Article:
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H&M Hits All-Time Highs: 4 Things to Watch

Swedish retailer posted better-than-expected August sales


Chic and cheap Swedish retailer Hennes & Mauritz (HNNMY) — more commonly known as H&M — jumped more than 4% yesterday to send shares to a new all-time high.

The catalyst: The retailer beat expectations for August sales — a notable feat considering broader retail’s weakness of late. H&M same-store sales rose 4% last month, besting analyst expectations of a 3.8% improvement.

H&M and the broader markets both hit lows in late June, but the retailer’s 24% comeback since then is around triple the S&P 500’s gains over the same time period.

However, H&M is lagging the broader market year-to-date and during the past 52 weeks. On top of that, the retailer comes with a decent amount of fine print that prospective investors should be aware of.

Here are four things you need to know about the climbing stock:

European Recovery: Hennes & Mauritz has a global presence, but began and gets the bulk of its sales from Europe. In fact, H&M is the continent’s second largest retailer. European Central Bank President Mario Draghi recently said that the eurozone’s economy “remains fragile” and that a recovery is “in its infancy.” Still, European stocks closed at their highest levels in more than five years yesterday, and many believe the battered region has more room to run.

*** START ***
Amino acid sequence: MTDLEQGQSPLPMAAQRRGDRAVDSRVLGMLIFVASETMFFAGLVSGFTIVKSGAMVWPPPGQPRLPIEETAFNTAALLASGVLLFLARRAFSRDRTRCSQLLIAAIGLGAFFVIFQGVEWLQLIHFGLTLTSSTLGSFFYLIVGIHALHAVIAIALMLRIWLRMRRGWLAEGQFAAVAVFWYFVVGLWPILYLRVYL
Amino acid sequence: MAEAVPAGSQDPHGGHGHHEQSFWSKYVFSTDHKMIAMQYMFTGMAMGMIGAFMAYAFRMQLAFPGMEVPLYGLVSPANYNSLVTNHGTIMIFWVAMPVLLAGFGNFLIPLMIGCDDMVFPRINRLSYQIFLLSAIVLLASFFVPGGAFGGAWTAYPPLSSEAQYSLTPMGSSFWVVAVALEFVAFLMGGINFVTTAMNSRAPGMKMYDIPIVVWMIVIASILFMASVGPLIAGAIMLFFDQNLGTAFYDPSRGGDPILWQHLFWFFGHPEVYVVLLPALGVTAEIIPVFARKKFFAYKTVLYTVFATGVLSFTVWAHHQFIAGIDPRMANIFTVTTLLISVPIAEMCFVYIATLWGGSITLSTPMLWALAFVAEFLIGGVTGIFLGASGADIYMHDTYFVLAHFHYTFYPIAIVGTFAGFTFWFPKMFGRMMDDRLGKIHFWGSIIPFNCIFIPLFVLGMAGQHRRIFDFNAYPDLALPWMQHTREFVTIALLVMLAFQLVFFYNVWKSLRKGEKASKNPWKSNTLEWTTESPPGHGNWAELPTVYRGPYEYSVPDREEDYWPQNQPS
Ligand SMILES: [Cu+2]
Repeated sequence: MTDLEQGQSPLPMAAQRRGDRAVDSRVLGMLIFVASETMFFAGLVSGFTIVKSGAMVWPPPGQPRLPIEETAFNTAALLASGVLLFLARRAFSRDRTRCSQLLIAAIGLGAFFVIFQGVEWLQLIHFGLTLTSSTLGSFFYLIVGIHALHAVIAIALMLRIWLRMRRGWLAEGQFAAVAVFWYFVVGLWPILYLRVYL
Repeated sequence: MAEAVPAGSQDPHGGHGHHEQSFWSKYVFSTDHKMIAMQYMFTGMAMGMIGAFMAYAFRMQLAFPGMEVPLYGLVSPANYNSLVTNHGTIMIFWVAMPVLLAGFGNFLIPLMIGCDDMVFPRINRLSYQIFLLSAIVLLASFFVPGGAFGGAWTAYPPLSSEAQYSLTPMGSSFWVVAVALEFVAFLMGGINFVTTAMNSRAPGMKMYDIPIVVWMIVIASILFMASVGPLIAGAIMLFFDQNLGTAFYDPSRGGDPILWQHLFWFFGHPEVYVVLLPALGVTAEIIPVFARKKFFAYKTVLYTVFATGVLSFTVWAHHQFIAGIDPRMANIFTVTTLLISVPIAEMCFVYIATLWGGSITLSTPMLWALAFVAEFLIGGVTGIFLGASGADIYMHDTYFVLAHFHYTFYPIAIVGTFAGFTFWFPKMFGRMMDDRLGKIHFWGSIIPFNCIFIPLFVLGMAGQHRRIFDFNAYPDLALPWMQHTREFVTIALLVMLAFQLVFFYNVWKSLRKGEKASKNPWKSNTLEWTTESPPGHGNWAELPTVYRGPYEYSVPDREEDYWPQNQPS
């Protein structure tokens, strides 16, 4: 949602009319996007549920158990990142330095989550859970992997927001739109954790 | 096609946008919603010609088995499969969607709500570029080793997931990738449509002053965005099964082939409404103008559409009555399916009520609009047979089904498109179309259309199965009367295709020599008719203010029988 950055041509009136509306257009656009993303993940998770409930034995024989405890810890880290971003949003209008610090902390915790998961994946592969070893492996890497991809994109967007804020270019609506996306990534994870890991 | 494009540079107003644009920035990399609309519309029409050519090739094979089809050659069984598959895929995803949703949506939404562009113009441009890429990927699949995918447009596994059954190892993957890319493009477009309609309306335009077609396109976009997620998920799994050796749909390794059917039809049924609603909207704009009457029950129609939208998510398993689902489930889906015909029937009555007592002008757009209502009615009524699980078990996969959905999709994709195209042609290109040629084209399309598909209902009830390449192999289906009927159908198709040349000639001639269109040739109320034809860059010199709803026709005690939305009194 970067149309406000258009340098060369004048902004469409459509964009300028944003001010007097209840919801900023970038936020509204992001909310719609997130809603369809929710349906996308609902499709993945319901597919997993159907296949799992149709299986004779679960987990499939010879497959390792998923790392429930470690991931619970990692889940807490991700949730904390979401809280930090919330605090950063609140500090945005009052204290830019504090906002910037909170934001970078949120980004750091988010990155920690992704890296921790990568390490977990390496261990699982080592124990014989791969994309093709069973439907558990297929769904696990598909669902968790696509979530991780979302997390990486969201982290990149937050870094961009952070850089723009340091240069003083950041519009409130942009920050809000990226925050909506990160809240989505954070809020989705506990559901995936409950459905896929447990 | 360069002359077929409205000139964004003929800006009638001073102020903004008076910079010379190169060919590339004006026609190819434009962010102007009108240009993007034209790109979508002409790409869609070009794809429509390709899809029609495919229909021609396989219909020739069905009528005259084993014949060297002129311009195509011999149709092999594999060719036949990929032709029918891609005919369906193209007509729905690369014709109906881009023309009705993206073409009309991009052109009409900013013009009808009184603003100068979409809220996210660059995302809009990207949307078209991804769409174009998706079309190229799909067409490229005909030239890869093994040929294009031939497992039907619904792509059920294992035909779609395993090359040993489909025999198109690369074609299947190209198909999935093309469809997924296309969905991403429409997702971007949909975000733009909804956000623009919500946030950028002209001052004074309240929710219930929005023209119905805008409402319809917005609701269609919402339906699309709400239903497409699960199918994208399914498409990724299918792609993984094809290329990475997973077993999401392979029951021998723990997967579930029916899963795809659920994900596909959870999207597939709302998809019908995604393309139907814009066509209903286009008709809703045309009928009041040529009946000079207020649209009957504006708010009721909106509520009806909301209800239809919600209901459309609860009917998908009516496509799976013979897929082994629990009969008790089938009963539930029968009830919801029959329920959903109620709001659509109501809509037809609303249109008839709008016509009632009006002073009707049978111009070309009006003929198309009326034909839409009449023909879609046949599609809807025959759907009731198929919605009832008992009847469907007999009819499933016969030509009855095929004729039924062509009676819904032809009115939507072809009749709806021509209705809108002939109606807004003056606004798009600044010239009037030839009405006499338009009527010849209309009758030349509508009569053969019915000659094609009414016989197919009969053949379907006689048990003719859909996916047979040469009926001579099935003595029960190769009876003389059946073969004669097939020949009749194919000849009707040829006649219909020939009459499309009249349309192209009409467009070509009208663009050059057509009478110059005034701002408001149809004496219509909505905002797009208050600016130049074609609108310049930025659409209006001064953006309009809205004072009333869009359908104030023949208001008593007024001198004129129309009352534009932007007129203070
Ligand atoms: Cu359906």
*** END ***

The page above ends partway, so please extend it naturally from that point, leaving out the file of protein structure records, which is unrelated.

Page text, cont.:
U.S. Struggles: While the company’s scattered presence diminishes the importance of the U.S., the region still is H&M’s second-largest in terms of sales and locations. The problem with that is twofold: One, there has been lots of chatter about weak consumer sentiment here in the states, especially in the wake of weak second-quarter numbers from Walmart (WMT), Macy’s (M) and others. Secondly, H&M was notably delayed in launching e-commerce in the U.S. The move was delayed several times and just launched last month. While it’s indeed a case of better-late-than-never and could be a boon to its business now, some have suggested the delay had already sent many fashionistas to e-commerce rivals.

Toss-Away Trends: H&M is best-known for its quick turnaround on runways styles, which are offered at cheap prices, similar to rival Forever 21. Global head of sustainability Helena Helmersson told Forbes earlier this year that the days of short-lived trends were fading. The good news: The company’s strong sales seem to suggest otherwise. Of course, Helmersson also said the company was trying to focus more on quality, but that transition could be tricky, as it could reduce sales if consumers update their wardrobes less frequently, and could take away the store’s price appeal. Finding the right styles, prices and promotions is no easy feat, especially for fickle teens — just ask struggling, established names like American Eagle (AEO).

Labor Issues: One reason H&M is able to offer such low prices: cheap labor. In fact, the retailer has come under scrutiny for inhumane working conditions, which allegedly include child labor and very low pay. The company did eventually sign the Bangladesh factory safety plan following a building collapse in the region, but that doesn’t mean more controversy couldn’t be around the corner.

As of this writing, Alyssa Oursler did not hold a position in any of the aforementioned securities.

Article printed from InvestorPlace Media,

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